The backstory on the following essay appears in “The Illustrious Henry Blodget Thinks I Am a Very Bad Man, Part 1“.
OVERSTOCK CEO PATRICK BYRNE REPLIES TO HEDGE FUND CHOAGIES: WE’RE THE GOOD GUYS, YOU’RE THE BAD GUYS
“It isn’t what we don’t know that gives us trouble, it’s what we know that ain’t so.” – Will Rogers
I have spent five years trying to expose and disrupt bad behavior on Wall Street. I conducted this campaign through public appearances and DeepCapture.com, a site of investigative journalism I fund. Those I have attempted to expose have sought to prevent public understanding of my claims by generating a mish-mash of things for the public to “know [but] that ain’t so.”
Henry Blodget has graciously invited me to respond to them here. When some years ago Henry first wrote of me he prefaced his thoughts with something along the lines of, “I’m the last guy in the world to criticize someone for what he puts in an email, but…”: that, and the present invitation to which I now respond, demonstrate to me that Henry has a sense of intellectual integrity and, it appears, humor. I thank him for his invitation, and welcome this chance to set the story straight.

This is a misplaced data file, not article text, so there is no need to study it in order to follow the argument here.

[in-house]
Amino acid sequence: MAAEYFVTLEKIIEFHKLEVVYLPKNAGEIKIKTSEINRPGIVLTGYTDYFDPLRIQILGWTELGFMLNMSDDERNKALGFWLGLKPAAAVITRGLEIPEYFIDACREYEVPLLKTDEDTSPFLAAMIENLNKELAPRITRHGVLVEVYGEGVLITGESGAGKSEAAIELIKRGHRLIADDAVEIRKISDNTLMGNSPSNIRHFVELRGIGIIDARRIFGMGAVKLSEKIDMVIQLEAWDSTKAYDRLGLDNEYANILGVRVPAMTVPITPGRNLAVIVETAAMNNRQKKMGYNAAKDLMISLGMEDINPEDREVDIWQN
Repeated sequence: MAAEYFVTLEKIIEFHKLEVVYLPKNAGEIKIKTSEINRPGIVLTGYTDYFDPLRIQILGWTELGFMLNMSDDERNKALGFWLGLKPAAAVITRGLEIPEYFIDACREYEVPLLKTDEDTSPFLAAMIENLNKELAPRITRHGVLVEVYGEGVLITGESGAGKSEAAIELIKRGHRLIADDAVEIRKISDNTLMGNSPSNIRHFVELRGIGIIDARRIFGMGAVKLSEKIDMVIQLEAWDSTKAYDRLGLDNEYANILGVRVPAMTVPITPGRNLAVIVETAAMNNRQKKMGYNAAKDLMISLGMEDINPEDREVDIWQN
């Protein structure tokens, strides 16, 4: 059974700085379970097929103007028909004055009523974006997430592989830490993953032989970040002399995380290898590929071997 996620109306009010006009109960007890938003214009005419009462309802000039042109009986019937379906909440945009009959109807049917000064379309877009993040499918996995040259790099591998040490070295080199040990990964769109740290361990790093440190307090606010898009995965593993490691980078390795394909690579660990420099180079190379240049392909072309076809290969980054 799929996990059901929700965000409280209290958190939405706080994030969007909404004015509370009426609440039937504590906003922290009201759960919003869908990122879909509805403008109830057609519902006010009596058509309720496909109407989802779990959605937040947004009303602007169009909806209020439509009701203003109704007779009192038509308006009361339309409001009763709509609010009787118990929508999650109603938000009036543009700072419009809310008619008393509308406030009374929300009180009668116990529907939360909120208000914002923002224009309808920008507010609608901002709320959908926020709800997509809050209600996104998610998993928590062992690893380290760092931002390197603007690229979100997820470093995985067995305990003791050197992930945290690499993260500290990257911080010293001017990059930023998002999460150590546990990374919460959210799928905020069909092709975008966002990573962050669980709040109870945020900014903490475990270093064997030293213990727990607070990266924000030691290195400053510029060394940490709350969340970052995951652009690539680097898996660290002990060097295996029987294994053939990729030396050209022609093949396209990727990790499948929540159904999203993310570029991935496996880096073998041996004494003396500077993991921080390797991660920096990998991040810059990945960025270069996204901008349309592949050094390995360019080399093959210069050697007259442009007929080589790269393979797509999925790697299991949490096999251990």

I will do so in three sections: The Fight, The Result, and The Cover-Up.
My argument can be expressed in three points:
1) Participants in our capital market take for granted the settlement system running behind the scenes, but more slop exists in that settlement system than is commonly understood.
2) Stock manipulators can employ this settlement-slop when they conduct bear raids. One of their techniques is “naked short selling” There are others that are not, technically, “naked short selling” but which have essentially the same effect (e.g., failed long sales, failed offshore deliveries, abuse of the option market maker exception to create married puts or “bullets”, swaps, daisy-chaining, “bed-and-breakfasting” and perhaps other methods understood only by a handful guys who are bright lights in that lofty firmament which is Caribbean banking).
3) In August, 2005 I gave a webcast (“The Miscreants’ Ball”) where I discussed the pattern of modern bear raids. The pattern I described included such elements as:
a) a group of hedge funds which seemed to be on the scene wherever stock manipulation occurred;
b) some putatively independent analysts and journalists who seemed to be shilling for those hedge funds;